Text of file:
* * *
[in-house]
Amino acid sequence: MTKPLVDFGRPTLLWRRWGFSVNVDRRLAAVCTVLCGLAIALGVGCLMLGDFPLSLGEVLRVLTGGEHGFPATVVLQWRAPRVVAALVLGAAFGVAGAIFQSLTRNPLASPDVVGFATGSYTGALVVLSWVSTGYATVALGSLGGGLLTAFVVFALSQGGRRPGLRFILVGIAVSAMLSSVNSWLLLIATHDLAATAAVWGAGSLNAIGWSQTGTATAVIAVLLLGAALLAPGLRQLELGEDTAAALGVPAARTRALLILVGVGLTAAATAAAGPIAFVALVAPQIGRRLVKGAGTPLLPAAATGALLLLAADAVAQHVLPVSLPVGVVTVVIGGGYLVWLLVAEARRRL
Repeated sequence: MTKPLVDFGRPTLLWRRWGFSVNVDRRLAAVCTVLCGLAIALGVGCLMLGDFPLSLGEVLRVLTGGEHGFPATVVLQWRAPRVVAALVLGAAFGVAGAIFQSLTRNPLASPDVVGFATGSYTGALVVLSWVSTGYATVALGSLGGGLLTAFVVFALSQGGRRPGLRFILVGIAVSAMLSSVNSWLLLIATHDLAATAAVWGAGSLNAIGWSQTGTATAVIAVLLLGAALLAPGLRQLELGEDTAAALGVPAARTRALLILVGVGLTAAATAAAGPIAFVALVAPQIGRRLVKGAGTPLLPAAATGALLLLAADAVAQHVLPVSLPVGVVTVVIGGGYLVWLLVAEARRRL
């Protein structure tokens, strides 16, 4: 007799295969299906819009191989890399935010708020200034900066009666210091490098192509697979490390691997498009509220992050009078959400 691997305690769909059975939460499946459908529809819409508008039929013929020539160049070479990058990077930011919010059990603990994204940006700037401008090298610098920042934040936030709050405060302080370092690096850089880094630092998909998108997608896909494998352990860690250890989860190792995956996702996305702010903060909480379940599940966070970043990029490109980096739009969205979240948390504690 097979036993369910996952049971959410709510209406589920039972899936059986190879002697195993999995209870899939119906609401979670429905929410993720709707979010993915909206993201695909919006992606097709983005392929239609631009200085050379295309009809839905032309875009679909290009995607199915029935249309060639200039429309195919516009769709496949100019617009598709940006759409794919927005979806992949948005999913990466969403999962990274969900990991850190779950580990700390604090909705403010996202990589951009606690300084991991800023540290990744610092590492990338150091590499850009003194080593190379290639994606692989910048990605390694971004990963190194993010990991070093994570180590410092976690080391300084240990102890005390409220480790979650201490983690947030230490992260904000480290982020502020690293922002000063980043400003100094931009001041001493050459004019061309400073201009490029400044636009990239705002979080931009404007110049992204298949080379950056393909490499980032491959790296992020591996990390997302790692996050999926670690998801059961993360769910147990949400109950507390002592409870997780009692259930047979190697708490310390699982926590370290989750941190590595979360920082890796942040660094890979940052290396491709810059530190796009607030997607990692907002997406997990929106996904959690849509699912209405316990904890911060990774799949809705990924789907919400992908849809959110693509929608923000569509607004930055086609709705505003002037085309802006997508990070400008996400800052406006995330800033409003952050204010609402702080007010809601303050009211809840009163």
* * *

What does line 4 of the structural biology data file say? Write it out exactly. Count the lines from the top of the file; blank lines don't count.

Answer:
């Protein structure tokens, strides 16, 4: 007799295969299906819009191989890399935010708020200034900066009666210091490098192509697979490390691997498009509220992050009078959400 691997305690769909059975939460499946459908529809819409508008039929013929020539160049070479990058990077930011919010059990603990994204940006700037401008090298610098920042934040936030709050405060302080370092690096850089880094630092998909998108997608896909494998352990860690250890989860190792995956996702996305702010903060909480379940599940966070970043990029490109980096739009969205979240948390504690 097979036993369910996952049971959410709510209406589920039972899936059986190879002697195993999995209870899939119906609401979670429905929410993720709707979010993915909206993201695909919006992606097709983005392929239609631009200085050379295309009809839905032309875009679909290009995607199915029935249309060639200039429309195919516009769709496949100019617009598709940006759409794919927005979806992949948005999913990466969403999962990274969900990991850190779950580990700390604090909705403010996202990589951009606690300084991991800023540290990744610092590492990338150091590499850009003194080593190379290639994606692989910048990605390694971004990963190194993010990991070093994570180590410092976690080391300084240990102890005390409220480790979650201490983690947030230490992260904000480290982020502020690293922002000063980043400003100094931009001041001493050459004019061309400073201009490029400044636009990239705002979080931009404007110049992204298949080379950056393909490499980032491959790296992020591996990390997302790692996050999926670690998801059961993360769910147990949400109950507390002592409870997780009692259930047979190697708490310390699982926590370290989750941190590595979360920082890796942040660094890979940052290396491709810059530190796009607030997607990692907002997406997990929106996904959690849509699912209405316990904890911060990774799949809705990924789907919400992908849809959110693509929608923000569509607004930055086609709705505003002037085309802006997508990070400008996400800052406006995330800033409003952050204010609402702080007010809601303050009211809840009163």